Image from Pexels.

Image from Pexels.

A few years ago, I would have never thought I was someone who was “leader material.” Those traits were suppressed by my dehabilitating meekness. When I was in elementary school, my father used to go to every single parent-teacher conference saying, “Get Jasmine to talk more,” and “Make her talk in front of the class,” or “Please get her over her shyness.”

In middle school, the same trend continued. Even though I was socially able, I could never muster up the courage to become a leader to my classmates, save for the studious example that I set for them.

Finally, I was a freshman in high school–still the epitome of shyness and silence. I could work in a team, but I could not be a leader. I knew that colleges wanted leadership in one’s activities, but that was yet a skill I lacked. What would I do? Introversion was my specialty, while extroversion eluded me. I knew I needed to change.

Here’s how it all went down (sort of in order):

1. I chose to become a leader in an activity where I felt supported. Out of all my activities, I was involved in a few outside of school. One of my favorites was my volunteer position at a local clinic. There, I was removed from petty high school drama, focused only on being the administrative support in providing healthcare for others. The people there were lovely, kind, and funny. I had developed good rapport with many of my fellow volunteers and felt comfortable being myself there. Similarly, I became a leader at my school in Science Honor Society, a subject I adored. The people in the society were likewise driven. Choosing an activity that you both enjoy and feel supported in allows you to become the best leader possible. Your passion and love for the subject will diffuse to the people you are leading.

2. Before gaining a leadership title, I gained trust. What’s truly important is not the title, but your ability in the activity. If you’re not good at what you’re doing as a member, you won’t be good at leading other members. I became an expert at the clinic. I was thoroughly educated on registration and could easily teach anyone. Everyone knew who to ask when they had questions about registration: me. Learning how to be the best member possible helps in eventually becoming a leader.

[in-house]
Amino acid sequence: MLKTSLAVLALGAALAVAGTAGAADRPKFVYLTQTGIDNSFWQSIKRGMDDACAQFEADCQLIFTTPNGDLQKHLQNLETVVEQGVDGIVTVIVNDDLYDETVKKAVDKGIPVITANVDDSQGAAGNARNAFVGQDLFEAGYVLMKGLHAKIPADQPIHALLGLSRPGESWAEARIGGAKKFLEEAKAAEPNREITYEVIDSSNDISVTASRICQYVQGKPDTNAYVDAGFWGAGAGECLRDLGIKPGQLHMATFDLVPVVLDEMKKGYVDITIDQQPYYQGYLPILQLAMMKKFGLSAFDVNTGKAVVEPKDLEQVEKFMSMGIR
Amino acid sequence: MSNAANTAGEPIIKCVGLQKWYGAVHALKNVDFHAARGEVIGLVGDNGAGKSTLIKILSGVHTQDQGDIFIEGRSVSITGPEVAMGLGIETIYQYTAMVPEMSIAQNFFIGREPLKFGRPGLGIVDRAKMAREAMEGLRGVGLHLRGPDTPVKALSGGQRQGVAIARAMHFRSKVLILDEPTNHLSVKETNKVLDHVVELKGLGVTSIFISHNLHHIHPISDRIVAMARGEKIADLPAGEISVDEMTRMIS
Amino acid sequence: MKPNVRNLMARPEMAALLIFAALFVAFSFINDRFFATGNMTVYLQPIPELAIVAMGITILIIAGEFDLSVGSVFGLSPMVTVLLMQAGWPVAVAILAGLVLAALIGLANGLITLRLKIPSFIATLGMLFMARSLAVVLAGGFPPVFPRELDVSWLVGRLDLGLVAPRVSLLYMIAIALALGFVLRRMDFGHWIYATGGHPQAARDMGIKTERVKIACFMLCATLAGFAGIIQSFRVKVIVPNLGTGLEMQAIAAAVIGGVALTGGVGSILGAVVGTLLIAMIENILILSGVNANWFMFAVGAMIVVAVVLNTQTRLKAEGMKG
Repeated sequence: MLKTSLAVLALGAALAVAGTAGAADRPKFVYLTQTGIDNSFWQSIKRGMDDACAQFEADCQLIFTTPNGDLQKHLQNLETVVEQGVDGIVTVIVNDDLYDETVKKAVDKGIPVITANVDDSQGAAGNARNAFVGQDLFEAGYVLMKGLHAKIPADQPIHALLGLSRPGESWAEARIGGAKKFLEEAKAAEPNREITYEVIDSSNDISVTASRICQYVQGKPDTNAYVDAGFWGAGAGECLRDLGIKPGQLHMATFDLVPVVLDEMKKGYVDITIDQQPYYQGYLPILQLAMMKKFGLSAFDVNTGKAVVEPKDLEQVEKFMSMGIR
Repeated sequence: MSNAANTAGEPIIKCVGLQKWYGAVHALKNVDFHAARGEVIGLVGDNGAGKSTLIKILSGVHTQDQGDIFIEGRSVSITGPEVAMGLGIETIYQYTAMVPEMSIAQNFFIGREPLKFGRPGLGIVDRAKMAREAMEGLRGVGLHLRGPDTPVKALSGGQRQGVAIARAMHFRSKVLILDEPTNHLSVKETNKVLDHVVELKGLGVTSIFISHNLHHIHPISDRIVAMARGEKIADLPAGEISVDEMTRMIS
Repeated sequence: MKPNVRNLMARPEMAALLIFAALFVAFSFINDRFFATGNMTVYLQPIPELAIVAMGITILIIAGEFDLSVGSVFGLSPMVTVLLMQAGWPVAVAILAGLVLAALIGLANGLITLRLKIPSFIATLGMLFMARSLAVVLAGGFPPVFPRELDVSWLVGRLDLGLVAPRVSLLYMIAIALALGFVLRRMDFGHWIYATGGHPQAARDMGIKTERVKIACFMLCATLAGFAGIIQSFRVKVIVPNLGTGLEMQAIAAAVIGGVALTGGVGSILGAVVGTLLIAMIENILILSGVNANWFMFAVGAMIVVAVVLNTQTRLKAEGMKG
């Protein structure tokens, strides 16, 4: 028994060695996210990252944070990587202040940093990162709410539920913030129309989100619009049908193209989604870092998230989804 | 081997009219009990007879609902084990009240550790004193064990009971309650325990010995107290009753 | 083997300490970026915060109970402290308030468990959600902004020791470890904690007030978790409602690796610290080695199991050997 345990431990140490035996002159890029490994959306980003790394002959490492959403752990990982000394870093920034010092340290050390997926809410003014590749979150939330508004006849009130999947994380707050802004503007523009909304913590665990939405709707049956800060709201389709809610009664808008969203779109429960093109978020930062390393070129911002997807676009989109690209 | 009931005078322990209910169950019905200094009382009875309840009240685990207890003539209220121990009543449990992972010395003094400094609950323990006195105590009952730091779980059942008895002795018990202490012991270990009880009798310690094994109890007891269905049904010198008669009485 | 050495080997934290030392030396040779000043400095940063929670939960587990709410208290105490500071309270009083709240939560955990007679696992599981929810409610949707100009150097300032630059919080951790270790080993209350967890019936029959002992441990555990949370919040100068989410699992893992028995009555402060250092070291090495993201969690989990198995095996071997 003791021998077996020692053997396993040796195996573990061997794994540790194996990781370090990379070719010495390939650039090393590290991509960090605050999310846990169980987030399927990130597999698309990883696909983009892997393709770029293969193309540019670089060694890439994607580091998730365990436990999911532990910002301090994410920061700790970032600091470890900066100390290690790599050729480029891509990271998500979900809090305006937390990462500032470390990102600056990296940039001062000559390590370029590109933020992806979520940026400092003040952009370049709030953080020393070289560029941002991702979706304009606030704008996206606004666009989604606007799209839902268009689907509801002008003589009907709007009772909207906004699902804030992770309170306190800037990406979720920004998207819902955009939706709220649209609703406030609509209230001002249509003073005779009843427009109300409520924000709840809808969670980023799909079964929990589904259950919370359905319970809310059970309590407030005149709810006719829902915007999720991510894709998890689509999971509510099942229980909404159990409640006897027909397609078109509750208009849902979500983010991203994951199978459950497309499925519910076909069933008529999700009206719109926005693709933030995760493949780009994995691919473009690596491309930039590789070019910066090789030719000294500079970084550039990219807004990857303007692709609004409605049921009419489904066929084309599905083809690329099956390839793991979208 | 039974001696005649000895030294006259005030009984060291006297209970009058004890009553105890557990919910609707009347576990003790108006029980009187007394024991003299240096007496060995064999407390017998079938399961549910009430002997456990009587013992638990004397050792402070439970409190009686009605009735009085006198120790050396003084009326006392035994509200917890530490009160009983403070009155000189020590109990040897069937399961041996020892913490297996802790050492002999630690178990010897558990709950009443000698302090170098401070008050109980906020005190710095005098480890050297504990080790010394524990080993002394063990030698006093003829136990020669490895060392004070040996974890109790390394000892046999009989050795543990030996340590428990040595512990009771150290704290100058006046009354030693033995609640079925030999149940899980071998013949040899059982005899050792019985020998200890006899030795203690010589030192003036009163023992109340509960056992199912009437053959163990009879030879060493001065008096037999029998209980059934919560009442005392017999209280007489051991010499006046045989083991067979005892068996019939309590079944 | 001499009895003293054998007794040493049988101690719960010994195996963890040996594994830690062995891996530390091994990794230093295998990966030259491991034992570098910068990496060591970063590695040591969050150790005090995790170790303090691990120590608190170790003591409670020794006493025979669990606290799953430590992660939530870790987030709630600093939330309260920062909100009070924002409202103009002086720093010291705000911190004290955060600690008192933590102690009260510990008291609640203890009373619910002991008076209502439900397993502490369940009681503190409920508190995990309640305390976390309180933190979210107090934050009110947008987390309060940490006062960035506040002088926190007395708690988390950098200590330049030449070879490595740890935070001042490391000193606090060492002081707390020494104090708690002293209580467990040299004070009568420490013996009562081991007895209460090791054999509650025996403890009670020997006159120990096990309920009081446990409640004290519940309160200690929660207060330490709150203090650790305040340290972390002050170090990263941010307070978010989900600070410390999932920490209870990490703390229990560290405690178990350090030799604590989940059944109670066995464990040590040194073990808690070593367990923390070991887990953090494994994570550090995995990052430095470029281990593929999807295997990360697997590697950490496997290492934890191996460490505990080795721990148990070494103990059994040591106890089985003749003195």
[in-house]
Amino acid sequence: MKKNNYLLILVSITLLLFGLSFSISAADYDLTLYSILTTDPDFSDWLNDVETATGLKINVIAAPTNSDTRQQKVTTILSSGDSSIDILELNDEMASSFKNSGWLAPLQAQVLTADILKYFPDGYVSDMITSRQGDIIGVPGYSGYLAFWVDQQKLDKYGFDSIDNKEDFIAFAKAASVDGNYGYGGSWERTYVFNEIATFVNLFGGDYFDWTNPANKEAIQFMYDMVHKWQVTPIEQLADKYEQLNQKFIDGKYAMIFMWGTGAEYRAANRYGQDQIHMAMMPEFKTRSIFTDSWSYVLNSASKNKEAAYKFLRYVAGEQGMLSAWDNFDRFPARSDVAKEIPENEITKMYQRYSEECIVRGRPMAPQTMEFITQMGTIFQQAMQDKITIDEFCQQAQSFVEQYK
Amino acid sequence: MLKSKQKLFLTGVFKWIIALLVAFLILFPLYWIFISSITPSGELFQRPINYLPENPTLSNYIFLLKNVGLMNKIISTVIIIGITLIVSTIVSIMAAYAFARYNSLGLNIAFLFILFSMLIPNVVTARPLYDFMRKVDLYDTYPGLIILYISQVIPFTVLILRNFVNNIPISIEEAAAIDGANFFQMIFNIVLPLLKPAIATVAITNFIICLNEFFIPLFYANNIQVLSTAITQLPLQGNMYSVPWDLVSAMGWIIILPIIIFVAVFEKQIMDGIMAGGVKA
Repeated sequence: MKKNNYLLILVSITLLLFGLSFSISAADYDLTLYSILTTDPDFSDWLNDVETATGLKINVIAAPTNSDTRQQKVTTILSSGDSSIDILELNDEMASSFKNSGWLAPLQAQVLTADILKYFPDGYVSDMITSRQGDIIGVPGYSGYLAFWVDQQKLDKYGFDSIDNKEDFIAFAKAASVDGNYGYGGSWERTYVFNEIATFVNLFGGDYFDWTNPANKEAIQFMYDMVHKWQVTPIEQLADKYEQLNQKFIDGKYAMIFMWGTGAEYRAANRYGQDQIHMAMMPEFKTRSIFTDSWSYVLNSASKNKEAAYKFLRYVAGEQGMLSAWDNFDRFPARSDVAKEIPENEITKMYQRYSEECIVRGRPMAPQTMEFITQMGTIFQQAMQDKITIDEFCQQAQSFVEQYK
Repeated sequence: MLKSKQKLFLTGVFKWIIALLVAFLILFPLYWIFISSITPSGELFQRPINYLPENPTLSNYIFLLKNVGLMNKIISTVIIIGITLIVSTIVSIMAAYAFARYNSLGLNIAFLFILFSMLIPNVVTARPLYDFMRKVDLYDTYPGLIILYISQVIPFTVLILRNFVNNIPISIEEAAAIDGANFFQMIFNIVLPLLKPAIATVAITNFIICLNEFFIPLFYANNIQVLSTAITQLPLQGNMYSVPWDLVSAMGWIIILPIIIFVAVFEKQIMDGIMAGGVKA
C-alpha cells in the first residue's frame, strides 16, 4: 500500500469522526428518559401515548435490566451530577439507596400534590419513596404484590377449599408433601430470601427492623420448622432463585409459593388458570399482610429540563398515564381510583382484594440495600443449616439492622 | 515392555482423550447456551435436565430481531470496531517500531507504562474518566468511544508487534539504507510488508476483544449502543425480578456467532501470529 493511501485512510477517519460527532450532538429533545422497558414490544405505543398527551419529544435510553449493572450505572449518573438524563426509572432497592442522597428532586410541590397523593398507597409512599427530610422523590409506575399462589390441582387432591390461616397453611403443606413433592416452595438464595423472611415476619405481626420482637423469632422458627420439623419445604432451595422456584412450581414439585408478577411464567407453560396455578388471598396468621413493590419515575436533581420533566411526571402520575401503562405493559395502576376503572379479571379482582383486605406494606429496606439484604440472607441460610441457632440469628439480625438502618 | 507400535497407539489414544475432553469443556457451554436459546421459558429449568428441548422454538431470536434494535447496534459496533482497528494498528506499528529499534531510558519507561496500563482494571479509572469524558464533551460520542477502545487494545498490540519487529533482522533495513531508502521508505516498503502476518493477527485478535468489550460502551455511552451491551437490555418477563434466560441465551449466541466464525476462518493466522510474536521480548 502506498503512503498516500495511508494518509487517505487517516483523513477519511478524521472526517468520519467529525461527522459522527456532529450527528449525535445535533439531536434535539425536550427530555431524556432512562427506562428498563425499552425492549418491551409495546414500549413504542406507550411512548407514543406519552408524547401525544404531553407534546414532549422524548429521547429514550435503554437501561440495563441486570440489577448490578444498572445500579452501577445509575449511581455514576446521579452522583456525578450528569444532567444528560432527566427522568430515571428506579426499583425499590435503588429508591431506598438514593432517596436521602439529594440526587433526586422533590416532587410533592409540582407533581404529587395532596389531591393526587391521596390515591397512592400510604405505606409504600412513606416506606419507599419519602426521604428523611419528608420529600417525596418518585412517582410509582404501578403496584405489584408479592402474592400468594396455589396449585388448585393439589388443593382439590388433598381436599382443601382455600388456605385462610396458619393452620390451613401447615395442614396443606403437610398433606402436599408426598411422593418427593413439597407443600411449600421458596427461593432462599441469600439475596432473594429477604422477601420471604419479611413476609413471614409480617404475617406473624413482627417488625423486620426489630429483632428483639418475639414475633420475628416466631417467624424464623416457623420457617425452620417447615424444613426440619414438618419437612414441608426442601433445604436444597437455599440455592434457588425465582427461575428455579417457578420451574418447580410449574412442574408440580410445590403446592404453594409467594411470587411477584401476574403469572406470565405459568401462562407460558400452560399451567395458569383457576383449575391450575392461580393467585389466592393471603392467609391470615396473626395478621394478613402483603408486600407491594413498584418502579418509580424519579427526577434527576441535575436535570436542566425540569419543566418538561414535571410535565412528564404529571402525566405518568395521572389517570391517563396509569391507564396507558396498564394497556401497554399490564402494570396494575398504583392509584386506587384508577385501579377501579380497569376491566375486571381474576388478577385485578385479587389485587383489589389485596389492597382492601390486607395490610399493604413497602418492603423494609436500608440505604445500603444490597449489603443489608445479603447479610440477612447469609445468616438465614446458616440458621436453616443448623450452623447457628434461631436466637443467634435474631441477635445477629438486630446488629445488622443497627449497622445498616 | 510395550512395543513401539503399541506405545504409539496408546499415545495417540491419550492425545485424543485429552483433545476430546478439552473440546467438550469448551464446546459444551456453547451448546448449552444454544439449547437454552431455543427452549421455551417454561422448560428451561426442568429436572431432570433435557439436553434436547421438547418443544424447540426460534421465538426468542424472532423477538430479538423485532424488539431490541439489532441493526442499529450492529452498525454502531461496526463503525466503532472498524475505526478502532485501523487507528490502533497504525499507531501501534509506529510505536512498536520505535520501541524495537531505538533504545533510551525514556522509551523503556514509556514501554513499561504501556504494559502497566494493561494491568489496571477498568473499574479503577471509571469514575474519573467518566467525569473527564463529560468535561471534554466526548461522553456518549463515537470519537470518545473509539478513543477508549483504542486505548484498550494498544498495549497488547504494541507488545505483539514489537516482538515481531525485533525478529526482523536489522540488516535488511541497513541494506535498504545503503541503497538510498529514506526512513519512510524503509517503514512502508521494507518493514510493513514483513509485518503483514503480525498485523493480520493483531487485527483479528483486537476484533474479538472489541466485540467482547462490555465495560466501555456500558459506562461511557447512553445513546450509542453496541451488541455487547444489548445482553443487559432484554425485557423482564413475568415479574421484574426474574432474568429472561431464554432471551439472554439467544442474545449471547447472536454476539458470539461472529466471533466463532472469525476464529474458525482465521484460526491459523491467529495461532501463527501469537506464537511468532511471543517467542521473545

3. I worked on my communication skills. As I’ve said before, I always used to be extremely shy. I began to participate more in class discussions, in conversations with people, and in communication at the clinic. Communication skills are the most important leadership skills anyone can have. You need to make sure members understand exactly what is happening and how to do it. The only way to do that? Communication in a strong, kind, polite way.

4. I became more confident. Confidence is power and leadership. Without confidence in yourself, you will not be able to influence others at all. As shy I was before, I worked on putting more power in my voice, my body language, and my manner.

5. I became willing to solve problems. When I was working at registration, many, many problems came up. I had to know exactly who to ask depending on the problem. Would I know the answer? Or would a nurse be able to handle it better? When I took on a leadership role, all of these problems came first to me and I had to ask the same question to myself: Who would be able to answer this question best?

6. I took meticulous notes: in my brain and on paper. I took note of everything that was going on around me and what I should watch out for. I knew what mistakes not to make, and when I made a mistake, I noted the solution. I wrote down all steps necessary for working through certain tasks. Leadership is just like school with more responsibility.

7. I followed previous leaders. I shadowed previous leaders at the clinic and learned from them how to handle the team and how to solve problems that came up. I took note of what they did and ideas of how to improve. In Science Honor Society, I noted problems with the previous year’s administration and how we could improve it in the next year. Knowing where you want an organization or idea to go is vital to improve upon previous administrations. You always need to get better! Leadership is fluid and always changing—it can always be improved upon!

Becoming a leader was tough. I had no idea how I would go about it, but the steps above are how it ended up happening. Even though I did not mean to become a leader, I changed myself, really putting myself out there in an activity I loved, and it ended up working out in my favor. However, even after you campaign hard and try your hardest to be a leader, if it doesn’t work out there are other ways to stay strong in that activity. Good luck leading!

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